India should have tried Amit Mishra - Sunil Gavaskar

2010 Nov 27 by

Amit Mishra is out of the squad which has been expanded to 17 to accommodate a player with hardly any wickets even in the plate division of the Ranji Trophy and who will be a glorified net bowler at best in South Africa.

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By Sunil Gavaskar


India’s win over New Zealand in the final Test keeps them on top of the rankings, but the first two drawn Tests have not helped much in garnering points that would increase the gap between them and South Africa.

Luckily, Pakistan played some determined cricket in the United Arab Emirates to deny South Africa wins in the two Test series there, and that has not helped South Africa with the points table too. Once again as happened earlier in the year when the Proteas came over to play in India for the number one ranking, it will now be played in South Africa and that gives them a clear home advantage. The South Africans had agreed to play two Tests instead of the seven match one-day series then, just like the Australians did at the start of this season and like the Australians, they had come earlier to India to play a practice game before playing the Tests.

While a practice game by itself does not always help, the more time that a team gets to get used to the weather and pitches makes a world of a difference to the result. India have been notoriously slow starters overseas and often that means that India is playing catch up with the opposition all the time and are thus under more pressure. The ICC schedule for India has invariably been crowded and so India will play a Test series straight after playing the one-day series against New Zealand which again will mean getting the mindset changed from the shorter version of the game to its longer format. It would have helped if the one-day series had been played first and then the Tests, so that the team despite not having too many days to get used to the South African pitches would have at least been in the mental makeup for the longer and definitely sterner Tests against the Proteas.

Now there is talk that some players will go to South Africa earlier, so that they get used to the conditions and pitches there, but while they get used to the conditions who are they going to play against. In any case how many are going to go earlier and what does it achieve if its only half a dozen players who are going to get there unless they can play some proper matches and not just play against their own in the nets.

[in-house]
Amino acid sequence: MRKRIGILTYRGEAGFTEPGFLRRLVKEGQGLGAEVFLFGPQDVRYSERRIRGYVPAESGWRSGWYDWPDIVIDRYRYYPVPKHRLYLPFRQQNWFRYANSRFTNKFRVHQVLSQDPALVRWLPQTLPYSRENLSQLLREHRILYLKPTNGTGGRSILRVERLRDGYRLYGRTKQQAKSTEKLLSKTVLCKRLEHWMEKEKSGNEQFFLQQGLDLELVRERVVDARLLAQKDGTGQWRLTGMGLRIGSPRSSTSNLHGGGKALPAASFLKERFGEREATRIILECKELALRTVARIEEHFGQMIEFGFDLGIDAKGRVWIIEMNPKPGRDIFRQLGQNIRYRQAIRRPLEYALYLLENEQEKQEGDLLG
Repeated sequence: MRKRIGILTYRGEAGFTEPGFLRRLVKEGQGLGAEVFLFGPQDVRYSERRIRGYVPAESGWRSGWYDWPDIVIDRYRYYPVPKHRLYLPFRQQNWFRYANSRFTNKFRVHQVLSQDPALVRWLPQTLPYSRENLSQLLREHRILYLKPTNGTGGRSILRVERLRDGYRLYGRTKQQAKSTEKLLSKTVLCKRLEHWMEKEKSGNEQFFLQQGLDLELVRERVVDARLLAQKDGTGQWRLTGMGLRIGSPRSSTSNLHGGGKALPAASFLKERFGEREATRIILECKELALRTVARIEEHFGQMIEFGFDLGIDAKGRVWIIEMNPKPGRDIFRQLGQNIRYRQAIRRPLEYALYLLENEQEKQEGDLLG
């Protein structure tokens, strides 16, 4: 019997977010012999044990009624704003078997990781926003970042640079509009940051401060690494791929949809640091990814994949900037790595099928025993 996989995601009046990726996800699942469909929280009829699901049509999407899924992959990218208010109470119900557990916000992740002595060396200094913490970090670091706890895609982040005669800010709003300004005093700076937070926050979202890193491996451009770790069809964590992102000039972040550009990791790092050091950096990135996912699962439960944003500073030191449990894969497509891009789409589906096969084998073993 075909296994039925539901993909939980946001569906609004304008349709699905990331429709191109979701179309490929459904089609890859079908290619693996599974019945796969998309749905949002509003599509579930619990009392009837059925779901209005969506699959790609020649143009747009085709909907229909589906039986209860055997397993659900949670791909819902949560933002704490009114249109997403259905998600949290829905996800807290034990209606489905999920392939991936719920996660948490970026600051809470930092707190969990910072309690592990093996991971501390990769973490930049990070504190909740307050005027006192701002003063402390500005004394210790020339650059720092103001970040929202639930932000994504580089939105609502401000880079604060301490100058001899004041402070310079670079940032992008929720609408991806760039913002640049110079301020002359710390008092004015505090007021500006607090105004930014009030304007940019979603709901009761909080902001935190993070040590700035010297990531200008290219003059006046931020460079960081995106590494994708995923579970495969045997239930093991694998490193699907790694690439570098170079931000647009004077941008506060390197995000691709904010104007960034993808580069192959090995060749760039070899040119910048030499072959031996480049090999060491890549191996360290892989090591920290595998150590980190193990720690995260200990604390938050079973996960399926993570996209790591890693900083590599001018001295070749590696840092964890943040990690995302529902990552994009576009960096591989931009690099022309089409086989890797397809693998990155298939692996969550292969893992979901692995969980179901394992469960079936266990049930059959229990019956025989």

Yes, having local net bowlers especially the quicker variety will definitely be a big help to the players but we also have to get our bowlers used to bowling the length that will trouble the South African batsmen who seem to be in terrific form against the Pakistanis in the Dubai and Abu Dhabi Tests.

Graeme Smith’s injury means that South Africa could well be with a new skipper at least for the first Test and that will also mean that they will be having a new opening combination and if it is not a right and left-handed one then that will be a lot better for our bowlers to bowl without having to adjust their line too much. Sreesanth bowled India to a great win in the first Test in 2006 with his late outswing causing enormous problems to the Proteas batsmen and if he can keep his cool like he did in Nagpur, then he will continue to bowl wicket-taking spells. Yes, there can be frustration for bowlers when batsmen can get lucky with dropped catches or even playing and missing and even the odd leg-before appeals going against them, but it is here that bowlers need to stay calm and not show their exasperation which only helps the batsmen to believe that all he needs to do is stay a bit longer and the bowler will spend himself with expressing his annoyance. In the second innings at Nagpur he once again let his feelings get in the way and so wasn’t quite able to reproduce the superb deliveries he bowled in the first innings.

Like Tendulkar, Dravid and Laxman let their bat do the talking, Sreesanth also should learn to let the ball talk for him. He is too good a bowler to get distracted by other issues. The same goes for Ishant and while it is understood that new ball bowlers have to be aggressive and sometimes show it to the opposition, it is not easy to stay focused on your bowling if that is not the way a player has played his cricket before he breaks into international ranks. What the Nagpur Test showed was that Sreesanth and Ishant get lifted by each other’s performances and get goaded into bowling better. This is healthy competition and needs to be fed by the think-tank for the Indian team’s benefit.

India may have missed out on the chance to see how well Amit Mishra is bowling by stubbornly sticking to six batsmen and thus struggling till the last Test to post a win over the number 8 ranked team in the world. Leg-spinners don’t need any help from the pitch since they rely on loop and guile and can turn the ball on any surface. Mishra’s type of bowling is not often encountered by teams like New Zealand, England and South Africa, so he would have been an asset if only he had been given a chance in the Tests against the Kiwis. Now he is out of the squad which has been expanded to 17 to accommodate a player with hardly any wickets even in the plate division of the Ranji Trophy and who will be a glorified net bowler at best in South Africa.

Still it’s been a winning start to the season and hopefully it will culminate in bagging cricket’s biggest prize, the ICC World Cup in April 2011.